Julianne Moore, 47, and her husband, director Bart Freundlich, 38, have two children, Caleb, 10, and Liv, 6. Julianne has been nominated four times for an Academy Award – and the buzz is that it could happen again, given her outstanding performance in her upcoming film Blindness. Julianne recently sat down with Parade and discussed what matters the most: her family.
On if her kids know what she does for a living: “As a rule, kids are just not very interested in what their parents do for a living. If I ever say to somebody, ‘Quick–what’s your mother’s office life like?’ They go, ‘ Duh…ahhh…hmmm…,’ and they can’t answer. Children are only interested in their parents as parents, and that’s the way it should be.”
On if she wants her children to watch her films when they’re older: “I want them to be interested in their own lives and their own accomplishments. I don’t want them to be interested in mine. Mine are of no consequence to them. I am their mother. That’s all I want to be to them–not some artist who discusses her work with them. I don’t care if they appreciate my artistry. I just want them to appreciate my unconditional love. My daughter is very interested in stories right now. She’s quite interested in fables. She loves ‘The Tortoise and the Hare.’ All the basic ones. She wants me to tell them to her over and over, though she prefers the ending of ‘The Boy Who Cried Wolf’–it has two different ones–in which the boy’s mother rescues him at the last minute.”
On the last time she cried in real life: “When my son graduated from fourth grade. They have a ceremony at his school in which the kids from all the classes at the lower school come and sing, and then the principal promotes them all. He goes, ‘Kindergartners, stand up! You are now first graders!’ And so on. In their school, the fourth grade is still part of the lower school, and the fifth is the beginning of the middle school. So it’s a big deal. I’m watching my son’s face during all this. Then the principal says, ‘Fourth graders, you are now middle schoolers!’ And my son’s face was just so joyful, and he threw his hands up in the air. It was so moving to me.” As she describes this event, she cries again, “Oh, shucks…here I go again…sorry. It was just so great to see him continue to become his own person. Oh, this is terrible. Look at me! The whole process of parenting is to help them take those steps away from you. So there obviously is some sadness in that, but it would be sadder still if they couldn’t take those steps and couldn’t let go of you. But my daughter said an interesting thing at the ceremony that day. There was another little girl who was crying too. She said, ‘Mommy, I’ve never cried because I was happy before. I only cried because I was sad.’ I said, ‘Yes, well, that’s kind of a grown-up thing.’ And I realized that it’s something that happens in adulthood, this happiness that can be so emotional that we cry.”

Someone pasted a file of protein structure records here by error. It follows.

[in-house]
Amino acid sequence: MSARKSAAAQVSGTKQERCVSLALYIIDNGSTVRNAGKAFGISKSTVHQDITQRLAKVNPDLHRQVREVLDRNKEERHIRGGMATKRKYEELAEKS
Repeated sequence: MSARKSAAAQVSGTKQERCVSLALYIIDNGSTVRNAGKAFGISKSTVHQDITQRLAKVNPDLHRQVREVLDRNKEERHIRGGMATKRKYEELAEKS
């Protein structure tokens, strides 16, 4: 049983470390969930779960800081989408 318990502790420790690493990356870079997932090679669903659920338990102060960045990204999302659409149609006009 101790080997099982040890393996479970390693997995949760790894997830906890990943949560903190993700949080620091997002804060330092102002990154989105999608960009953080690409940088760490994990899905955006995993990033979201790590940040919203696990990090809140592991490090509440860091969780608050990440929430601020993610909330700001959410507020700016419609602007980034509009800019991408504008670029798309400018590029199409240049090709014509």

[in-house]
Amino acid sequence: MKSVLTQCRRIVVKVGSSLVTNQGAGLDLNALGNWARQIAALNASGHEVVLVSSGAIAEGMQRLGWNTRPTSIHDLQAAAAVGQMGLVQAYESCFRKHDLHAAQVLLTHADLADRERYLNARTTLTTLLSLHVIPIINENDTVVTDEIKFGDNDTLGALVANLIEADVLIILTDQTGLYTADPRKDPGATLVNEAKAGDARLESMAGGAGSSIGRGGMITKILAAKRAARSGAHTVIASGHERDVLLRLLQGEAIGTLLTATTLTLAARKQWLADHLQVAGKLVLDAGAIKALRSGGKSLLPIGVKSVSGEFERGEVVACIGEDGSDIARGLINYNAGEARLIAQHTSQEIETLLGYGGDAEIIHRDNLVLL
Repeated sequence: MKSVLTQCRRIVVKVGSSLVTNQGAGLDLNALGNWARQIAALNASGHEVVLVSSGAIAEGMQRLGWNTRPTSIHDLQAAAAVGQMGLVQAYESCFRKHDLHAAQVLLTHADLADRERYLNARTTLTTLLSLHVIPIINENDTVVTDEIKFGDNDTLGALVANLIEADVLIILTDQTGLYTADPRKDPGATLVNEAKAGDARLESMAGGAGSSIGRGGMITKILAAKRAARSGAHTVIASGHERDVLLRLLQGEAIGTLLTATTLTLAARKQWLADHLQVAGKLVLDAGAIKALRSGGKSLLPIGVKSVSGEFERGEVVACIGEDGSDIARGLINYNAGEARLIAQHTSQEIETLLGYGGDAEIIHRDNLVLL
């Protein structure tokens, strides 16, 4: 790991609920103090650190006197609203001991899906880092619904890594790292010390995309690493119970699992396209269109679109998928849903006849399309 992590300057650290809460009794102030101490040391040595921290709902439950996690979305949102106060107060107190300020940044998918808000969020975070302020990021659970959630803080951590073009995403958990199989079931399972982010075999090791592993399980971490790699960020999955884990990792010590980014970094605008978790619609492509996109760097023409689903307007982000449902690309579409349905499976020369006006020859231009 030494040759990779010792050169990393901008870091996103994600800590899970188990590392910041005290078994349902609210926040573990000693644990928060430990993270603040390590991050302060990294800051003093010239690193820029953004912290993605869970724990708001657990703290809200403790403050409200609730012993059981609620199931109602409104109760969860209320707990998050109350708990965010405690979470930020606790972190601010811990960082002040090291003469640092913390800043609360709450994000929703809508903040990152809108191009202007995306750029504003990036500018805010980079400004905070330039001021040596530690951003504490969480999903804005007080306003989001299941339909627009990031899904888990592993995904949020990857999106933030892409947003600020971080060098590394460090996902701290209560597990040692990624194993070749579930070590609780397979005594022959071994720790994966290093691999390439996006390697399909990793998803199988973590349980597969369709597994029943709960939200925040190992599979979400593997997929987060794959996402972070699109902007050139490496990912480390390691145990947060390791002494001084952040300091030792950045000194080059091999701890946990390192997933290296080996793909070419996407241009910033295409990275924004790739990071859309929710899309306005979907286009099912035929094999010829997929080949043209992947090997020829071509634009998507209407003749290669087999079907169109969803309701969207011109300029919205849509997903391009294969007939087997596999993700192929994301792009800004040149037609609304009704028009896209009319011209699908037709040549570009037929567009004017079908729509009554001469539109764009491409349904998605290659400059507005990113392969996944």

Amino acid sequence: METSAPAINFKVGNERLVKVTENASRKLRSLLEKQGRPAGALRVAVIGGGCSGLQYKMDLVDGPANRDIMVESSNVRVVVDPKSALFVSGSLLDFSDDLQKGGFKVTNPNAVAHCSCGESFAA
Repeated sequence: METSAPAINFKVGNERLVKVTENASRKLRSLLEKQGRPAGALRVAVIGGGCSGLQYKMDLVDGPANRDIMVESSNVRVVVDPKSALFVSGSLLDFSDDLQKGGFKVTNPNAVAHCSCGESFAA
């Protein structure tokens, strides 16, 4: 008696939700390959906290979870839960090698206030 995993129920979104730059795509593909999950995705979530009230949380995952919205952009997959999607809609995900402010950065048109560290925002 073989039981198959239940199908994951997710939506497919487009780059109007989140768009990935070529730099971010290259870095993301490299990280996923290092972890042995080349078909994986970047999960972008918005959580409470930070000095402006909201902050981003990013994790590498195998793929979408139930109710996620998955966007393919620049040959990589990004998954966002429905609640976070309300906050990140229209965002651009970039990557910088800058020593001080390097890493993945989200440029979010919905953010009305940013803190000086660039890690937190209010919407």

On who she would protect, even if violent means were necessary: “My children. Hmm…that’s a tough one. We really don’t know the answer to that–which is a lot of what Blindness is about. I don’t know if there is something I would kill for. We think we know how we’re going to act under certain circumstances, but I don’t know that we do. I was once in a stereo store, and there was a disturbance, and this guy was waving a gun. People started to scream and scatter, and I freaked out in a way I didn’t fully expect. I kind of cowered. I mean, I was really, really terrified. I thought afterward, ‘Jeez, Julie, you’re no good in an emergency.’ We all could say, ‘Oh, I would be a hero for my children!’ But what if we fail? Maybe we wouldn’t be–which is not to say you don’t love them or wouldn’t do anything for them. But the horrifying thing is that maybe you would fail to be a hero for them.”
On if she saw the world more clearly once her children were born: “It’s not like you disappear, and the person that you were–that you are–doesn’t exist anymore when you become a mother. You are still there. I think the time when I began to see the most clearly was after I turned 30. I was 31 or 32, and I quit smoking. I was so emotional. I mean, everybody is emotional when they quit smoking. But I had been so unhappy, and I realized that I had just been–I don’t know–literally stuffing it back with those cigarettes in my mouth. I felt like I woke up suddenly.”
Photo: Splash, April 14